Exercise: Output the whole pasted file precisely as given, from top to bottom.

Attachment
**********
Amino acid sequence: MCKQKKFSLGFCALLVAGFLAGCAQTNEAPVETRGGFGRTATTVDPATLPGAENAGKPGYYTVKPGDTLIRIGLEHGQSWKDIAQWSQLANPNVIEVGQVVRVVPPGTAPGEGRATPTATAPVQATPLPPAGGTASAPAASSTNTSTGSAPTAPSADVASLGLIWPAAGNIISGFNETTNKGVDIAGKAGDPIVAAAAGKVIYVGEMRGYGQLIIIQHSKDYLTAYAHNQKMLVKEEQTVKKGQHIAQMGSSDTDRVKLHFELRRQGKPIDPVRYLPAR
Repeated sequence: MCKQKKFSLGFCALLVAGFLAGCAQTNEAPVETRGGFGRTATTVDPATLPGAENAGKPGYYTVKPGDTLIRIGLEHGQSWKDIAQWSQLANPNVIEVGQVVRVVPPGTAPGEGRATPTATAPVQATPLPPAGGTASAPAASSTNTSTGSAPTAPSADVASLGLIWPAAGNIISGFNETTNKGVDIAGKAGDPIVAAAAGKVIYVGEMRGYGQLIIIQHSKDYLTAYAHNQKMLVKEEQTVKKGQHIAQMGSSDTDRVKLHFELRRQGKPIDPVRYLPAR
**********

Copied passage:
Amino acid sequence: MCKQKKFSLGFCALLVAGFLAGCAQTNEAPVETRGGFGRTATTVDPATLPGAENAGKPGYYTVKPGDTLIRIGLEHGQSWKDIAQWSQLANPNVIEVGQVVRVVPPGTAPGEGRATPTATAPVQATPLPPAGGTASAPAASSTNTSTGSAPTAPSADVASLGLIWPAAGNIISGFNETTNKGVDIAGKAGDPIVAAAAGKVIYVGEMRGYGQLIIIQHSKDYLTAYAHNQKMLVKEEQTVKKGQHIAQMGSSDTDRVKLHFELRRQGKPIDPVRYLPAR
Repeated sequence: MCKQKKFSLGFCALLVAGFLAGCAQTNEAPVETRGGFGRTATTVDPATLPGAENAGKPGYYTVKPGDTLIRIGLEHGQSWKDIAQWSQLANPNVIEVGQVVRVVPPGTAPGEGRATPTATAPVQATPLPPAGGTASAPAASSTNTSTGSAPTAPSADVASLGLIWPAAGNIISGFNETTNKGVDIAGKAGDPIVAAAAGKVIYVGEMRGYGQLIIIQHSKDYLTAYAHNQKMLVKEEQTVKKGQHIAQMGSSDTDRVKLHFELRRQGKPIDPVRYLPAR